Yehuda Amichai: A Life of Poetry 1948-1994 offers a comprehensive and timely evaluation of the body of work of one of our most valuable poets in any language. Employing the style and idiom of a post-Modernism–of a twentieth-century artist–and filtering it through the prism of his Israeli and Jewish sensibilities, Amichais words ifs cosmopolitan, muscular, and ironic. Resounding with the exhilarating of the human encounters–it is brought into the sharper contrast by the ever-present precariousness of Israeli existence. The burden and legacy of this history, and its impact upon modern, secular society, places Amichais work within a uniquely Israeli landscape–arid, verdant, cruel, and beautiful–while simultaneously transcending national and religious borders. Translated from the Hebrew by Benjamin and Barbara Harshav, this volume brings Amichai to his rightful place beside the leading poets of the twentieth century.
When Israeli poet Amichai (Poems of Jerusalem) began writing poems as a young man in 1948 in his newly forged country, “the twentieth century was the blood in my veins,/ Blood that wanted to go to many wars.” Crafted of blood and war, his early poems also addressed his first beloved and his father’s death, offering the exquisite pains of a man and a nation coming into being. These early themes reverberate, too, in Amichai’s poems of later decades. Readers might suppose that he would weave Israeli politics like an enduring strand throughout his poems, but if so, they would underestimate the dynamic tension between the poet’s initial admiration for Israel and his later disenchantment with any simple or facile viewpoint. Beautifully translated here, Amichai’s poetic style is elegant, spacious and perfectly accessible. His metaphors range from liturgical to secular, as when the writer ironically considers war and love together: “I’m like a machine gun, somewhat old-fashioned/ But very precise: when I love,/ The recoil is very strong.” This comprehensive record of a sensibility is an enormously satisfying introduction to an important 20th-century poet.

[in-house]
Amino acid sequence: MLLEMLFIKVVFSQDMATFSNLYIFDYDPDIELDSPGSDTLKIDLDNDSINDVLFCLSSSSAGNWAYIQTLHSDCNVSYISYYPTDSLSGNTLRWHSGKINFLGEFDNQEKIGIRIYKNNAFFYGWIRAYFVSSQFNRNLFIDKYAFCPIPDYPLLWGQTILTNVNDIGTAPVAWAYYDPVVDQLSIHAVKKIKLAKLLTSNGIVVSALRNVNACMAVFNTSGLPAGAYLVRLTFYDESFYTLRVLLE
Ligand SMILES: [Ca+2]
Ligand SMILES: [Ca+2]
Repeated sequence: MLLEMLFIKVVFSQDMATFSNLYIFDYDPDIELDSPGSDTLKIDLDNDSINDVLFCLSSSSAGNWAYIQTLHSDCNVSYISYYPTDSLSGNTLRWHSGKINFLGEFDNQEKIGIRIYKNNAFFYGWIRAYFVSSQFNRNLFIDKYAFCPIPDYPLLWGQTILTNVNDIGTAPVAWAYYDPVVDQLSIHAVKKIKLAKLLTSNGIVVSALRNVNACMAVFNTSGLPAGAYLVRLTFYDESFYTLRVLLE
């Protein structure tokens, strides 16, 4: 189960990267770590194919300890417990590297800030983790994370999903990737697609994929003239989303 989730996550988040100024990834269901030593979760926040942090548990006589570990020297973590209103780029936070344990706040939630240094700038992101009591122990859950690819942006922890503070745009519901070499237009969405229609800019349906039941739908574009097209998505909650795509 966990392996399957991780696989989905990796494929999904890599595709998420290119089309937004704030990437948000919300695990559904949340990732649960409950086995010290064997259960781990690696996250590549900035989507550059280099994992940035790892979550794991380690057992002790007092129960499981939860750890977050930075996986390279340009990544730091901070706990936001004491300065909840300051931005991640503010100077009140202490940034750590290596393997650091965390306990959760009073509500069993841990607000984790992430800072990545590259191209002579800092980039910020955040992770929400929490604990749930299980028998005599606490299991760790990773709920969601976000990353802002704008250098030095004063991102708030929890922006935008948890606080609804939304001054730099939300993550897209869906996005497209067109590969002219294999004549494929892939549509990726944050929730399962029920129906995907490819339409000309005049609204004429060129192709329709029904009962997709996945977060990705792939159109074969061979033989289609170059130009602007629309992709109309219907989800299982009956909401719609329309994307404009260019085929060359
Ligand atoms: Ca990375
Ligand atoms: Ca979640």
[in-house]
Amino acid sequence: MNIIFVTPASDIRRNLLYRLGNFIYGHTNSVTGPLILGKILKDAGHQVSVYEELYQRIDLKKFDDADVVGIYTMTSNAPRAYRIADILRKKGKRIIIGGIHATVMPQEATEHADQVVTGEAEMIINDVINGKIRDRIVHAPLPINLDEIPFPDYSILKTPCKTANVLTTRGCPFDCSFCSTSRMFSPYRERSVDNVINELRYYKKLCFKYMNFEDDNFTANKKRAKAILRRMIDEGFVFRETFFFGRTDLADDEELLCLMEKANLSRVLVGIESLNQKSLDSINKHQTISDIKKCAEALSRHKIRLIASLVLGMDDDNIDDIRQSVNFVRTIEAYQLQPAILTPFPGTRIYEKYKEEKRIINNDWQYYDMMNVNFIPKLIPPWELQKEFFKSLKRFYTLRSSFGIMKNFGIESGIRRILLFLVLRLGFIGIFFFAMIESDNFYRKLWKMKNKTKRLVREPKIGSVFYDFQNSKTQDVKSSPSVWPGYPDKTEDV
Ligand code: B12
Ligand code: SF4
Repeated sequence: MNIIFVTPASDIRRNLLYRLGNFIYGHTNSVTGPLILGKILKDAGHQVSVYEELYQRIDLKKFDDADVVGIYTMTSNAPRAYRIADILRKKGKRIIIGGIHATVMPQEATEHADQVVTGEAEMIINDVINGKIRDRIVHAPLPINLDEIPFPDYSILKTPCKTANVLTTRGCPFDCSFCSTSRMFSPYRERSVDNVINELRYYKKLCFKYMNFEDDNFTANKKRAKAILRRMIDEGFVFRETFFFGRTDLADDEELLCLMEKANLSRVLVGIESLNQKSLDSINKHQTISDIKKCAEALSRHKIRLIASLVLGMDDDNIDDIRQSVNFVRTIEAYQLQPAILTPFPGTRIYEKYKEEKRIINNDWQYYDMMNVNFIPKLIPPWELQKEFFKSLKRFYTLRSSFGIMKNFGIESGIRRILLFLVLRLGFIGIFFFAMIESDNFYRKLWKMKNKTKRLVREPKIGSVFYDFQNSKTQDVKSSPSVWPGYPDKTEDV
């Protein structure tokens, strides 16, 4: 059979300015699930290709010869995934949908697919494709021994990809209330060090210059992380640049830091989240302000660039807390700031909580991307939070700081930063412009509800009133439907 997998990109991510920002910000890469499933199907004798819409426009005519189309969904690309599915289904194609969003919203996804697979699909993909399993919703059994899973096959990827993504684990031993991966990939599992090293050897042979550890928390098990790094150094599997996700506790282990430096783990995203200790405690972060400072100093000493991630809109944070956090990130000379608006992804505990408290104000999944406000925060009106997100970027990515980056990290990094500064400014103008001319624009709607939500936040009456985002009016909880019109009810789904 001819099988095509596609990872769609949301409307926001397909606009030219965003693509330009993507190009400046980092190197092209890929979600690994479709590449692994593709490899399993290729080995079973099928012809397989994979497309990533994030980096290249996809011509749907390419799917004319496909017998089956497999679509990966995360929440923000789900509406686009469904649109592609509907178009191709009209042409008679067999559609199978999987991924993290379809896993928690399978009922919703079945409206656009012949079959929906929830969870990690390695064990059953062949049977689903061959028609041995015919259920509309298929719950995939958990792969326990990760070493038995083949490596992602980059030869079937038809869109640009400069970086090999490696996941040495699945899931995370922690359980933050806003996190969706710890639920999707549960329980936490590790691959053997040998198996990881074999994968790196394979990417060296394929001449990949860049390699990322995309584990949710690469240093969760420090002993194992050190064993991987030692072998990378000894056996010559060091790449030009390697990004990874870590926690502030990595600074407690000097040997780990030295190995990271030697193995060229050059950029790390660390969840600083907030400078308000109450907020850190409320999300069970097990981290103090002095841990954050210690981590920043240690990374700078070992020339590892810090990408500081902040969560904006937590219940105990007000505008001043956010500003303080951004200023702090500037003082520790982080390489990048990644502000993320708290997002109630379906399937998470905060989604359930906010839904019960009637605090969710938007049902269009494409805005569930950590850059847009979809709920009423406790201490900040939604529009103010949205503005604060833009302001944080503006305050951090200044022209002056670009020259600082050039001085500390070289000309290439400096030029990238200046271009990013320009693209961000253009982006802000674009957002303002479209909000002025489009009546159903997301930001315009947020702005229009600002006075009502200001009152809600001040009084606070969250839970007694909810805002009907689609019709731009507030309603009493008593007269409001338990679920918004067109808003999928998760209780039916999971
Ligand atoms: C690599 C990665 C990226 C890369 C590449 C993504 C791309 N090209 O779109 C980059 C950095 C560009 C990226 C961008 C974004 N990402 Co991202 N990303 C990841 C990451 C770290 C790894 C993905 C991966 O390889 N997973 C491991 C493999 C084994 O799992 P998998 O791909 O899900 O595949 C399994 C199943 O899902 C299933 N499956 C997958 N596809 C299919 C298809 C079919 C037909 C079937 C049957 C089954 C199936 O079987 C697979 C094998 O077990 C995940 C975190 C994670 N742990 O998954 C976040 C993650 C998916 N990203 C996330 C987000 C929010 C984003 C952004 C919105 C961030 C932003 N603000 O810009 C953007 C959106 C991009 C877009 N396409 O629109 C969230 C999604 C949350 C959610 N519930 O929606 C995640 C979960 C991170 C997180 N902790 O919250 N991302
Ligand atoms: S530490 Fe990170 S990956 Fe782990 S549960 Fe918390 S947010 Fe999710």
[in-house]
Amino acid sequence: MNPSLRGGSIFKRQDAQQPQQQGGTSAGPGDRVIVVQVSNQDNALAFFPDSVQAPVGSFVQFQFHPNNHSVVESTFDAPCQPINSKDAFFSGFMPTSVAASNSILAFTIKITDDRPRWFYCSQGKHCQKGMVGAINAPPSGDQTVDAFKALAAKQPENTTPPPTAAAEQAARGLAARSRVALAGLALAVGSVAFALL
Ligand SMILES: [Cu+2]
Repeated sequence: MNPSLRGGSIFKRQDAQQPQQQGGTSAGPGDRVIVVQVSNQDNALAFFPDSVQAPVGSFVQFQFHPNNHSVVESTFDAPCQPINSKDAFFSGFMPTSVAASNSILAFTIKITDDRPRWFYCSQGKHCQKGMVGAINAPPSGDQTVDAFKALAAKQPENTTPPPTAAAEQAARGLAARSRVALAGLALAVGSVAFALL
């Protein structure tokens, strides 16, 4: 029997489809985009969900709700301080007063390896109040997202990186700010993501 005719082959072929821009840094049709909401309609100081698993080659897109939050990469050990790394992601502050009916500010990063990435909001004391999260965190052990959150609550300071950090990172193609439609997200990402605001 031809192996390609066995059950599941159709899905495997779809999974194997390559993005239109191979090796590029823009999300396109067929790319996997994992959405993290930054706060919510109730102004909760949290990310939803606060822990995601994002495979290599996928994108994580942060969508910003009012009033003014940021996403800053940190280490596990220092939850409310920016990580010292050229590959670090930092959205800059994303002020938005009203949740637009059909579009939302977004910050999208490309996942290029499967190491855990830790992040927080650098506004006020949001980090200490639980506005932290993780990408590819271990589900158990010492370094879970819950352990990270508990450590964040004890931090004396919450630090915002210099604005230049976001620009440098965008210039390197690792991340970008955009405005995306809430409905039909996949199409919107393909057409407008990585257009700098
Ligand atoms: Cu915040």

Copyright 1994 Reed Business Information, Inc. –This text refers to an out of print or unavailable edition of this title.
In stark, beautiful language, Amichai shares with us a worldview sustained by verbal power, irony, and resonance. His ability to balance the arid with the fertile has made him Israel’s most prominent poet, and another part of his gift is his capability for the eloquent analogical comment on larger issues, such as war, by means of striking minor images: “On a threshold of stone, whose house is destroyed, / A watermelon was slaughtered, cracked / And a light face rises / From the heavy tear slowly descending.” He often takes on the burden of history, but the load rarely strains his work or makes him appear omnipotently beyond the reaches of human skirmishes. With full awareness, he descends into the maelstrom of conflict and brings back eroticism, contemplation, and exhilaration. Consisting of authoritative retranslations as well as work newly rendered into English, this comprehensive collection should delight longtime admirers and encourage a new generation to discover his mastery. One quibble: the book lacks an introduction illuminating Amichai’s own experiences, which are only vaguely referred to in his work. Elizabeth Gunderson –This text refers to an out of print or unavailable edition of this title.